Last week, Rebecca
of The Book Lady’s Blog
gave a glowing review to Elissa Stein and Susan Kim’s Flow: The Cultural Story of Menstruation
, a book that’s intrigued me since I first heard about it a few months ago. The review led to a discussion that Rebecca would like to keep flowing (pun intended!):
“(T)he conversations that followed both in the comments section of my post and on Twitter were fun and informative. And I think they were evidence that people really do want to talk about supposedly taboo topics. Breaking away, stepping out, and talking about something society tells you you’re not supposed to talk about can be empowering and exciting…I have three copies of the book to give away, and you’re gonna have to work for ‘em, people! (But it will be fun, I swear.) All you need to do is keep talking about periods.”
If my few male readers, or more reserved female ones, would like to skip this post, I understand, although I promise it’s not too graphic and hope it won’t squick anyone out.
This isn’t a subject I’ve cared to discuss very much, to be honest. I’m fine reading about it – my comfort level with writing is always higher than it is with oral communication (and so I became a blogger – go figure!), but I’m just not in the habit of talking about it. I dodged “the talk” with my mother, despite her clear openness to it. When my first period arrived, I was 11 years old, and I knew enough about what was going on that I wasn’t too scared by it…but I wasn’t happy to see it either, and I didn’t tell her; she discovered it through the laundry. Periods and everything associated with them weren’t a huge topic of conversation among my friends in Catholic high school, either, aside from the rumors – you couldn’t get pregnant during your period, you couldn’t go swimming, and using tampons would mean you wouldn’t be a virgin. (Incorrect but not impossible; incorrect unless you were using pads; just plain incorrect.) And as I entered my college years and adulthood, I just didn’t have the circle of women friends that would have fostered more talk about “women stuff.” I married at 19, was the mother of a son at 20, moved back and forth across the country twice before I was 30, and I just seemed to spend most of my time around guys. Periods are not their favorite thing to talk about, so there was one more reason for me not to do so.
I did eventually learn to be happy to get my period, though, once I was in a relationship with my first boyfriend – the one I married at 19 and had a son with at 20. My boyfriend and I were not Catholic enough to wait to have sex until we go married, but we were Catholic enough not to use “artificial” – also known as “effective” – birth control; I kept track of my cycles on my calendar and let him know when it it was “safe” or “not safe.” (This was in the pre-AIDS early 1980’s, and we were each other’s first partners, so pregancy was really the only thing we were concerned with avoiding.) Getting my period came to mean we were “safe” for another month…until we weren’t. For the record, this particular method of birth control works best when a woman’s cycle is very regular – and mine never really was. We’re probably lucky our method was successful for as long as it was.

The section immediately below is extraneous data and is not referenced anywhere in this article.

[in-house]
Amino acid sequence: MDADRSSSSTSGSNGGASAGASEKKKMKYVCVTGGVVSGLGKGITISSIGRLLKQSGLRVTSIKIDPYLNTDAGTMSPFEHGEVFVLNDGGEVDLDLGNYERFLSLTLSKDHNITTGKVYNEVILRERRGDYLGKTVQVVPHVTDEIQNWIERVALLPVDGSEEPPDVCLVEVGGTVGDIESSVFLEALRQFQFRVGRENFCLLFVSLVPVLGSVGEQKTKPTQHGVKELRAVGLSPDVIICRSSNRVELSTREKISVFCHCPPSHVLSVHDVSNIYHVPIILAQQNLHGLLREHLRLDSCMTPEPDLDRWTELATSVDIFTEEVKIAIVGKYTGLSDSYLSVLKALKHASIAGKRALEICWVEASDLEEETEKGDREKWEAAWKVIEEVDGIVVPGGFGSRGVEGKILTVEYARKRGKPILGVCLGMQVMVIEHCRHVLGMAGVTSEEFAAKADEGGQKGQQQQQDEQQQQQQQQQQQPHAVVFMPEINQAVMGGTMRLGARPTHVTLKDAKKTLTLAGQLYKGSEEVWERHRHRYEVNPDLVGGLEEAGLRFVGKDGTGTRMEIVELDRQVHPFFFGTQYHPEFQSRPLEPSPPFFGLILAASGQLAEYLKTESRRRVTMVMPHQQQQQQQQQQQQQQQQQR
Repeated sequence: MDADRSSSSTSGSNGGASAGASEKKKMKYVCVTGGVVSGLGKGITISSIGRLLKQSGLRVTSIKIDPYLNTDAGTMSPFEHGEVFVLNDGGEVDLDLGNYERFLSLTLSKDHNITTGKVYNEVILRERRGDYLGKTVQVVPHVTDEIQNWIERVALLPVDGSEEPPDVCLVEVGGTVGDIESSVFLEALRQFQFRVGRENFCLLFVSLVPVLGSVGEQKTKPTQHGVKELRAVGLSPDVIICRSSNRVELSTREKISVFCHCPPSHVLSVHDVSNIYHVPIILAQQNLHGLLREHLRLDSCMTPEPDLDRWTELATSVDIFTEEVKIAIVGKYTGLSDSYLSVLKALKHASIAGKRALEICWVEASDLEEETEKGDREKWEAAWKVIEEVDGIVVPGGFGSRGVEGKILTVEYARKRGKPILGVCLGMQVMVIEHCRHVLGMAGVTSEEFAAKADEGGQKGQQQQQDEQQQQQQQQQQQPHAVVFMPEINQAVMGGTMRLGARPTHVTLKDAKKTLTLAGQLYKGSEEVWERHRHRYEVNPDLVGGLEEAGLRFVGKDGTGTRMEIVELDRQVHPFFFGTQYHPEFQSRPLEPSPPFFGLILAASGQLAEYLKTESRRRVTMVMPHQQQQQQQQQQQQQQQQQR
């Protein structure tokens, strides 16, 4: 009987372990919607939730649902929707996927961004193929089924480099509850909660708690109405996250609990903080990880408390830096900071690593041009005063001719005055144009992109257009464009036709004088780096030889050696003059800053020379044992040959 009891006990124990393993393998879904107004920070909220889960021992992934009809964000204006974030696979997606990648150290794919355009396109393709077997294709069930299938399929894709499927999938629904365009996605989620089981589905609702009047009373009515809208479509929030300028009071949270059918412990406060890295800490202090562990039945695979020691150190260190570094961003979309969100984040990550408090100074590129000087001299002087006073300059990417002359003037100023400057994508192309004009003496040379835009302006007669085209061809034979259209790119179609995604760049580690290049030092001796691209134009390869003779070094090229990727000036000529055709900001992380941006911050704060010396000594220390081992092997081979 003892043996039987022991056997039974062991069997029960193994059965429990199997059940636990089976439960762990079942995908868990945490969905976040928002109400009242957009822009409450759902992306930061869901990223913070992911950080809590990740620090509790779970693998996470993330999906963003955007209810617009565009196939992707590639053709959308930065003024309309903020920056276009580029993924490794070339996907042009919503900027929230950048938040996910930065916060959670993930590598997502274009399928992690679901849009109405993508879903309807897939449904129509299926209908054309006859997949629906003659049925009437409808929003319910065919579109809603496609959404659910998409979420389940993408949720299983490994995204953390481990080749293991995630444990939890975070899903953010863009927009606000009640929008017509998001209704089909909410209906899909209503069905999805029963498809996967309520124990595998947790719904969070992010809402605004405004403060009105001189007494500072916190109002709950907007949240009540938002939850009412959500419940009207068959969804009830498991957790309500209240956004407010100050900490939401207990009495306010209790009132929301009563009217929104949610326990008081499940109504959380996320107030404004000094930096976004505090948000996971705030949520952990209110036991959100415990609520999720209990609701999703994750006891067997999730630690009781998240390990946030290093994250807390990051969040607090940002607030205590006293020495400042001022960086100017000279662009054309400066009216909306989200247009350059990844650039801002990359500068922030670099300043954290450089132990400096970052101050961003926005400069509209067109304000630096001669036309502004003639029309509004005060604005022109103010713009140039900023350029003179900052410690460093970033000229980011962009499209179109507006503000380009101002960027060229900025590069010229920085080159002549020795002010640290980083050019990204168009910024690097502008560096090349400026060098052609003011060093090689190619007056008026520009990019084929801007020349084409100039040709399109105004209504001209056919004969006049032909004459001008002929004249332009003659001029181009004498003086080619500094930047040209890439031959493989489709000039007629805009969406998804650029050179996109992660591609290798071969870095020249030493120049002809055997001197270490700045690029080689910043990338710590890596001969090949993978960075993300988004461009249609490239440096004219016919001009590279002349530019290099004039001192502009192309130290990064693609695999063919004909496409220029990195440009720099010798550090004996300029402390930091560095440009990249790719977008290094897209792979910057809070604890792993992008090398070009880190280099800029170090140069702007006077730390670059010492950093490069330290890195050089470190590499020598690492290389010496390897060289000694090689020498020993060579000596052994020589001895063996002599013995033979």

After that experience, and six weeks after giving birth, I went on the Pill. I stayed on it for 18 years, and probably missed taking it less than ten times in that entire stretch. I loved the fact that at last, I was on a regular cycle, but was rather dismayed that after several years, my periods became shorter and lighter. I trusted the Pill’s effectiveness, but I’d been caught once by an unplanned pregnancy and had NO wish to have it happen again; I only wanted one child, and even though he arrived sooner than I might have intended, that didn’t change my mind about being done once I had him. I’d come to rely on my period as the sign that everything was working according to plan. Even though I understood that it was normal for periods to change after an extended time on the Pill, I didn’t like it, and changed formulations several times just to jump-start my periods again.
I went off the Pill eight years ago; after my divorce, I really didn’t need it for its intended purpose. I was pleasantly surprised to find that even without it, my cycle seemed to become fairly regular on its own. And even though I had no need to worry about pregnancy, I was still relieved and happy whenever my period arrived; once again, all was well. There are other health concerns with taking the Pill once a woman is over 40, so when I started a relationship with my second husband, I was pleased to learn that I wouldn’t need to; after his second child (with his first wife) was born, he’d had a vasectomy, so we were definitely on the same page about not wanting more kids. Even with the knowledge that we’re “protected,” getting my period every month is still reassuring.
But I’m not sure how much longer I’ll have that reassurance. I’ll be 46 this month, and my periods are becoming less predictable. The time between them can vary between three and six weeks; sometimes they’ll be very light, and sometimes they’ll go on for five or six days although the shedding and bleeding may only be heavy for one or two. Eventually, I know they’ll go away and not come back at all, but I have no way of knowing when that will happen, so I can’t really plan for it. And it’s weird, considering how unwelcome the onset of menstruation was so many years ago, but my feelings about its approaching end are very mixed – in some respects, I think I’ll actually miss it. Some of us euphemistically refer to our periods as our “friend” – “my friend’s in town” – and oddly enough, I think mine really has become one.
She was just here, by the way; she should be back some time early next month, unless she isn’t.
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